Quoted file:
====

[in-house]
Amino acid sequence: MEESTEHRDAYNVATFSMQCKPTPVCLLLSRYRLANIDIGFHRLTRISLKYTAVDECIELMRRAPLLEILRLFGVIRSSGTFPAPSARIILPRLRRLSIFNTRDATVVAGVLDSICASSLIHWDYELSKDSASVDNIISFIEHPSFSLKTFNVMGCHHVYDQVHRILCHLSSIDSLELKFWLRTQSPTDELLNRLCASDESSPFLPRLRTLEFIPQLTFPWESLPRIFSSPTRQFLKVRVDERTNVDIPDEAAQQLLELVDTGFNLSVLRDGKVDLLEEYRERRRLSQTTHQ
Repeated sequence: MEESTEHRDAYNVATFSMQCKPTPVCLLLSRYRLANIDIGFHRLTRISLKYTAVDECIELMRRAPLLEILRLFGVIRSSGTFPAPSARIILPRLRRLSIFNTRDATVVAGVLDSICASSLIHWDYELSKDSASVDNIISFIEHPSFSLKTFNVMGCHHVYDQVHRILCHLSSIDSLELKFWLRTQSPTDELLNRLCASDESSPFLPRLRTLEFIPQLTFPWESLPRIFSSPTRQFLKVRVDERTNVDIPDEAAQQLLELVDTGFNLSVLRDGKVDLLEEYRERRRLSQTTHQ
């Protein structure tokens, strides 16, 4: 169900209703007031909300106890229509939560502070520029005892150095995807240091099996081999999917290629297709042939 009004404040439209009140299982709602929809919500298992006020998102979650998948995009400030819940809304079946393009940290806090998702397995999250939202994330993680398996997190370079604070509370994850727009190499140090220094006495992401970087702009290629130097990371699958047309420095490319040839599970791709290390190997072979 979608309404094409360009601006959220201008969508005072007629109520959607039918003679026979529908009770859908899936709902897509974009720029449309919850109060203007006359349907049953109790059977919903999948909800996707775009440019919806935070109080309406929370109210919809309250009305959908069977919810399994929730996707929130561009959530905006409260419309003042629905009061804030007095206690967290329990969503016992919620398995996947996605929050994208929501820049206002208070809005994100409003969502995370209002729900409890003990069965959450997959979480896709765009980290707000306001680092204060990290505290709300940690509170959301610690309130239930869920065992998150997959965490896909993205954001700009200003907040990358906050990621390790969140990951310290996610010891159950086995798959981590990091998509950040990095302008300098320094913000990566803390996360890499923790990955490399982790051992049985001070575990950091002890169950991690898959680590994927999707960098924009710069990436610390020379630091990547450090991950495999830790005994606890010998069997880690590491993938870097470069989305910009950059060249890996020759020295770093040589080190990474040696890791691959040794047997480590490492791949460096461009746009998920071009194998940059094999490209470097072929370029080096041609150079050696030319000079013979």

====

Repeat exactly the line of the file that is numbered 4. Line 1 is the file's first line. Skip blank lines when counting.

């Protein structure tokens, strides 16, 4: 169900209703007031909300106890229509939560502070520029005892150095995807240091099996081999999917290629297709042939 009004404040439209009140299982709602929809919500298992006020998102979650998948995009400030819940809304079946393009940290806090998702397995999250939202994330993680398996997190370079604070509370994850727009190499140090220094006495992401970087702009290629130097990371699958047309420095490319040839599970791709290390190997072979 979608309404094409360009601006959220201008969508005072007629109520959607039918003679026979529908009770859908899936709902897509974009720029449309919850109060203007006359349907049953109790059977919903999948909800996707775009440019919806935070109080309406929370109210919809309250009305959908069977919810399994929730996707929130561009959530905006409260419309003042629905009061804030007095206690967290329990969503016992919620398995996947996605929050994208929501820049206002208070809005994100409003969502995370209002729900409890003990069965959450997959979480896709765009980290707000306001680092204060990290505290709300940690509170959301610690309130239930869920065992998150997959965490896909993205954001700009200003907040990358906050990621390790969140990951310290996610010891159950086995798959981590990091998509950040990095302008300098320094913000990566803390996360890499923790990955490399982790051992049985001070575990950091002890169950991690898959680590994927999707960098924009710069990436610390020379630091990547450090991950495999830790005994606890010998069997880690590491993938870097470069989305910009950059060249890996020759020295770093040589080190990474040696890791691959040794047997480590490492791949460096461009746009998920071009194998940059094999490209470097072929370029080096041609150079050696030319000079013979």